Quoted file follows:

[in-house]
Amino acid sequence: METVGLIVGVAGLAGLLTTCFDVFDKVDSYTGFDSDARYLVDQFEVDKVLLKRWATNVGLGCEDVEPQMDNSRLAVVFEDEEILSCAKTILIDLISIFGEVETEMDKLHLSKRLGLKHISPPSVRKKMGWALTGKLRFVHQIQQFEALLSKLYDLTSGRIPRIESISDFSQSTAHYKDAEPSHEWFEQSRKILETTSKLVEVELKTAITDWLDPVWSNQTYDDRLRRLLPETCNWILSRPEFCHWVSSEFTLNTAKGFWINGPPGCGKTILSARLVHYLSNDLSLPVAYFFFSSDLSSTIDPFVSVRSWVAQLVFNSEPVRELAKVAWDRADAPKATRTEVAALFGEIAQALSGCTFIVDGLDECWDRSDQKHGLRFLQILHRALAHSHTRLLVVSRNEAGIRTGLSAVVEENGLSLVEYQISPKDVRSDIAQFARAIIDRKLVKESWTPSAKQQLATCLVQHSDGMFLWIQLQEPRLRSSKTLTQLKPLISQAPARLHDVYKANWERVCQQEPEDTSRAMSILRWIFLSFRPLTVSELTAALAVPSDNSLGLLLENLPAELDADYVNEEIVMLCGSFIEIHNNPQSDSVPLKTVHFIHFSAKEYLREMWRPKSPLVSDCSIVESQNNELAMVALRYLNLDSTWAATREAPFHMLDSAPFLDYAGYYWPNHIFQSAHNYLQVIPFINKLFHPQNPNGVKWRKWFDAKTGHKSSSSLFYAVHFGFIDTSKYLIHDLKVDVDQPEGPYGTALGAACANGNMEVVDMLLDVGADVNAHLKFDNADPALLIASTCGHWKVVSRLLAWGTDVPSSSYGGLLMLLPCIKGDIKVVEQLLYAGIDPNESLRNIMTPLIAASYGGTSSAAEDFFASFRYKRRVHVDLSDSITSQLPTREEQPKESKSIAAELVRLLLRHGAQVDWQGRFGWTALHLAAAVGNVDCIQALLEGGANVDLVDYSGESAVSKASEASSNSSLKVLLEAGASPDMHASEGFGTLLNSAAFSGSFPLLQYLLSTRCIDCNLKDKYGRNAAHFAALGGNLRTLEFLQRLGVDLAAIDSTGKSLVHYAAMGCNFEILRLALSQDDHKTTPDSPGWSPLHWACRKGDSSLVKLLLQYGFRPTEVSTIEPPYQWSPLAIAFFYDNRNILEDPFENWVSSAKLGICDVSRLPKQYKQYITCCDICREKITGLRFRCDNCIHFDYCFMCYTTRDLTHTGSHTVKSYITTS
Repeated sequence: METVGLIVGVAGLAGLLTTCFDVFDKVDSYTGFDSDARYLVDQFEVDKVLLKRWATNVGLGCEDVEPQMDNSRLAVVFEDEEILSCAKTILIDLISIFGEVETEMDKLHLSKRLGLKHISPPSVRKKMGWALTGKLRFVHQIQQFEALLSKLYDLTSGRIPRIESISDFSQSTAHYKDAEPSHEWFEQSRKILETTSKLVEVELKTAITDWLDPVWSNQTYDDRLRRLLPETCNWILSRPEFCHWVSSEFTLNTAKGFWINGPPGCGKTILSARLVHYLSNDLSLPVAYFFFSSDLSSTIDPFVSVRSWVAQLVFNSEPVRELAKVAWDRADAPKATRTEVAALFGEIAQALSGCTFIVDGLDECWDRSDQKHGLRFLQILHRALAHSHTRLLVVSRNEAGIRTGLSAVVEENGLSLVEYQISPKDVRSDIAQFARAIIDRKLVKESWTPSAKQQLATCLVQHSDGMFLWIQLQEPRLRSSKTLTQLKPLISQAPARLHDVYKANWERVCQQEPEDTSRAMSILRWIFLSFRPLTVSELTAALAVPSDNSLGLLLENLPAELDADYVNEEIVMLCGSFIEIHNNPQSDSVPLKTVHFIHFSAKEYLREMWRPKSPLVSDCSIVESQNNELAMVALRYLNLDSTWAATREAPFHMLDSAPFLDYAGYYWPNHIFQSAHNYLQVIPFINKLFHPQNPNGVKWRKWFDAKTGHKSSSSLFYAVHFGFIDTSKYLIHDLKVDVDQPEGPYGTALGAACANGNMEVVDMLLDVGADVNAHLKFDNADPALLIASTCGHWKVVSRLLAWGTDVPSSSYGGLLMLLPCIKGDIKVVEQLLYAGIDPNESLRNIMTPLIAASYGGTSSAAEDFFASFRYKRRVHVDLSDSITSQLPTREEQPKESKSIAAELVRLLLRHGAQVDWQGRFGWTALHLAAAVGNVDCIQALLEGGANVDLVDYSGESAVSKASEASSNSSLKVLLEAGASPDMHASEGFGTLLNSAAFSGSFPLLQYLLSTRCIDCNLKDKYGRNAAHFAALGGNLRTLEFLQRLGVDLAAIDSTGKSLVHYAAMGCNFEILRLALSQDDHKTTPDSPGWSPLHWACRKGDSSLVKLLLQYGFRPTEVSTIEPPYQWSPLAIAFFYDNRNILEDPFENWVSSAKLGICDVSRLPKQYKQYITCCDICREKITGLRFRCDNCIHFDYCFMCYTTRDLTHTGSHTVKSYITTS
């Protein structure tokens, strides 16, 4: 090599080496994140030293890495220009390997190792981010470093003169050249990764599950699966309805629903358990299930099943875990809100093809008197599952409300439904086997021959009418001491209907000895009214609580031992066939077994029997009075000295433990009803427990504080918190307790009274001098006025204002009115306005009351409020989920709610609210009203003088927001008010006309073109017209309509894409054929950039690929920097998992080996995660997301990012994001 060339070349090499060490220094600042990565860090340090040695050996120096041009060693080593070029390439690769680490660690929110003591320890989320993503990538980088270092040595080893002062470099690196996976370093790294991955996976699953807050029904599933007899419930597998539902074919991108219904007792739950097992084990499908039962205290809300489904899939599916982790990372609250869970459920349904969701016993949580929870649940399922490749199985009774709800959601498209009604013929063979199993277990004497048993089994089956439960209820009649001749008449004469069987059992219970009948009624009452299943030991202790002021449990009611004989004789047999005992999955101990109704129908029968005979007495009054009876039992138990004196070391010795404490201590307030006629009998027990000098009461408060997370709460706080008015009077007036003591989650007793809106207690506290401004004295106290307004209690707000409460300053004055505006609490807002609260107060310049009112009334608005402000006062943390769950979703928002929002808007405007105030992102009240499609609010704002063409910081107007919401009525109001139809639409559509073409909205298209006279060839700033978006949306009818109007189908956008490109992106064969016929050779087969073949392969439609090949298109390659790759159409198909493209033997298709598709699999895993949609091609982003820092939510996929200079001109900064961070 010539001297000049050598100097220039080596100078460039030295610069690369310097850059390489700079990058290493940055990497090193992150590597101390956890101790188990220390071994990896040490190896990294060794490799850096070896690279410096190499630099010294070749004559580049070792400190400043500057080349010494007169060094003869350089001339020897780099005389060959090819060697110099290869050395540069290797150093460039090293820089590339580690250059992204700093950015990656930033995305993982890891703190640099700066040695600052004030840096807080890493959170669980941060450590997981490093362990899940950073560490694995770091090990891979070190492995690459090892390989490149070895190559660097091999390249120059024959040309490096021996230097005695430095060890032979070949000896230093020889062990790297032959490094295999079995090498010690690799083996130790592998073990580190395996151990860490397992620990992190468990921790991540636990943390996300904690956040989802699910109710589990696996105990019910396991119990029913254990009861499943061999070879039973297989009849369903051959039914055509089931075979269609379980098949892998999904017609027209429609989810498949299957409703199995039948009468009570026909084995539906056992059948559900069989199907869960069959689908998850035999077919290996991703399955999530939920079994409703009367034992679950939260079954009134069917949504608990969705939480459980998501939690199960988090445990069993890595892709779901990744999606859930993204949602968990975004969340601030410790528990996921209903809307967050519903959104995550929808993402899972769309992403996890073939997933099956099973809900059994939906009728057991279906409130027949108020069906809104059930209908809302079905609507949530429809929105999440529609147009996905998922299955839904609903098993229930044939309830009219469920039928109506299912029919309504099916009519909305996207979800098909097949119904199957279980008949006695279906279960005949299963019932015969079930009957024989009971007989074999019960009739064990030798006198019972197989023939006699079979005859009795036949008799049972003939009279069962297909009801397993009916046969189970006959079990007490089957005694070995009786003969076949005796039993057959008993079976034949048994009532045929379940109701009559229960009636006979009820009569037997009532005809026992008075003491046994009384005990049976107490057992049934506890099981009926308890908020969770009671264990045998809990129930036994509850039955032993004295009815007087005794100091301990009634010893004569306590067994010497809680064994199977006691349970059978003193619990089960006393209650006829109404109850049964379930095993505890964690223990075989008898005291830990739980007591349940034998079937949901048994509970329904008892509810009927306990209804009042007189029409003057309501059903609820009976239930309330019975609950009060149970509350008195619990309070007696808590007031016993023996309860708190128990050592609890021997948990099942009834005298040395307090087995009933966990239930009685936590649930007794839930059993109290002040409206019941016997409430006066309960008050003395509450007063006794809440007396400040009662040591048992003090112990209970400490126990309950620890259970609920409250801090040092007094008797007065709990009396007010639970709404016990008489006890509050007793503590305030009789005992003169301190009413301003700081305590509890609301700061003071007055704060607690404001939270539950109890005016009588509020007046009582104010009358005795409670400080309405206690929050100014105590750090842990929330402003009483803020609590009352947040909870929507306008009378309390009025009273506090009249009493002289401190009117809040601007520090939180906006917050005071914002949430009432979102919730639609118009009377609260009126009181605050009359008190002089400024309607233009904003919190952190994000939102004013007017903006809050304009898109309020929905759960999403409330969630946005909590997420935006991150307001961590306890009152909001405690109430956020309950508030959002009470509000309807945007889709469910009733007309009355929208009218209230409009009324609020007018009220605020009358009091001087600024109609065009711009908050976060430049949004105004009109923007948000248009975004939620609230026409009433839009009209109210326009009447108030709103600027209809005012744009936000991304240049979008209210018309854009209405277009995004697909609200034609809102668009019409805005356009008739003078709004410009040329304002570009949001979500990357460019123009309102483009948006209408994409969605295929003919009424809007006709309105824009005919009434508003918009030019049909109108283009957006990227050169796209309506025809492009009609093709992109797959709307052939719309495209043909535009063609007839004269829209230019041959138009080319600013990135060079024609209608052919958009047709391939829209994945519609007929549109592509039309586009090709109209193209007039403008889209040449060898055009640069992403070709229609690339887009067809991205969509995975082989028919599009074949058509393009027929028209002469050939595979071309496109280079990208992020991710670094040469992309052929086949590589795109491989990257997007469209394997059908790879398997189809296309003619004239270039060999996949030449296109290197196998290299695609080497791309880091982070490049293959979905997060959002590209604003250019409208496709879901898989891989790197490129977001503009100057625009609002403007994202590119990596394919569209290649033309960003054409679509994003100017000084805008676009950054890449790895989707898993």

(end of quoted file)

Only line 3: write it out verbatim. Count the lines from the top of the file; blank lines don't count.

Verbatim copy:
Repeated sequence: METVGLIVGVAGLAGLLTTCFDVFDKVDSYTGFDSDARYLVDQFEVDKVLLKRWATNVGLGCEDVEPQMDNSRLAVVFEDEEILSCAKTILIDLISIFGEVETEMDKLHLSKRLGLKHISPPSVRKKMGWALTGKLRFVHQIQQFEALLSKLYDLTSGRIPRIESISDFSQSTAHYKDAEPSHEWFEQSRKILETTSKLVEVELKTAITDWLDPVWSNQTYDDRLRRLLPETCNWILSRPEFCHWVSSEFTLNTAKGFWINGPPGCGKTILSARLVHYLSNDLSLPVAYFFFSSDLSSTIDPFVSVRSWVAQLVFNSEPVRELAKVAWDRADAPKATRTEVAALFGEIAQALSGCTFIVDGLDECWDRSDQKHGLRFLQILHRALAHSHTRLLVVSRNEAGIRTGLSAVVEENGLSLVEYQISPKDVRSDIAQFARAIIDRKLVKESWTPSAKQQLATCLVQHSDGMFLWIQLQEPRLRSSKTLTQLKPLISQAPARLHDVYKANWERVCQQEPEDTSRAMSILRWIFLSFRPLTVSELTAALAVPSDNSLGLLLENLPAELDADYVNEEIVMLCGSFIEIHNNPQSDSVPLKTVHFIHFSAKEYLREMWRPKSPLVSDCSIVESQNNELAMVALRYLNLDSTWAATREAPFHMLDSAPFLDYAGYYWPNHIFQSAHNYLQVIPFINKLFHPQNPNGVKWRKWFDAKTGHKSSSSLFYAVHFGFIDTSKYLIHDLKVDVDQPEGPYGTALGAACANGNMEVVDMLLDVGADVNAHLKFDNADPALLIASTCGHWKVVSRLLAWGTDVPSSSYGGLLMLLPCIKGDIKVVEQLLYAGIDPNESLRNIMTPLIAASYGGTSSAAEDFFASFRYKRRVHVDLSDSITSQLPTREEQPKESKSIAAELVRLLLRHGAQVDWQGRFGWTALHLAAAVGNVDCIQALLEGGANVDLVDYSGESAVSKASEASSNSSLKVLLEAGASPDMHASEGFGTLLNSAAFSGSFPLLQYLLSTRCIDCNLKDKYGRNAAHFAALGGNLRTLEFLQRLGVDLAAIDSTGKSLVHYAAMGCNFEILRLALSQDDHKTTPDSPGWSPLHWACRKGDSSLVKLLLQYGFRPTEVSTIEPPYQWSPLAIAFFYDNRNILEDPFENWVSSAKLGICDVSRLPKQYKQYITCCDICREKITGLRFRCDNCIHFDYCFMCYTTRDLTHTGSHTVKSYITTS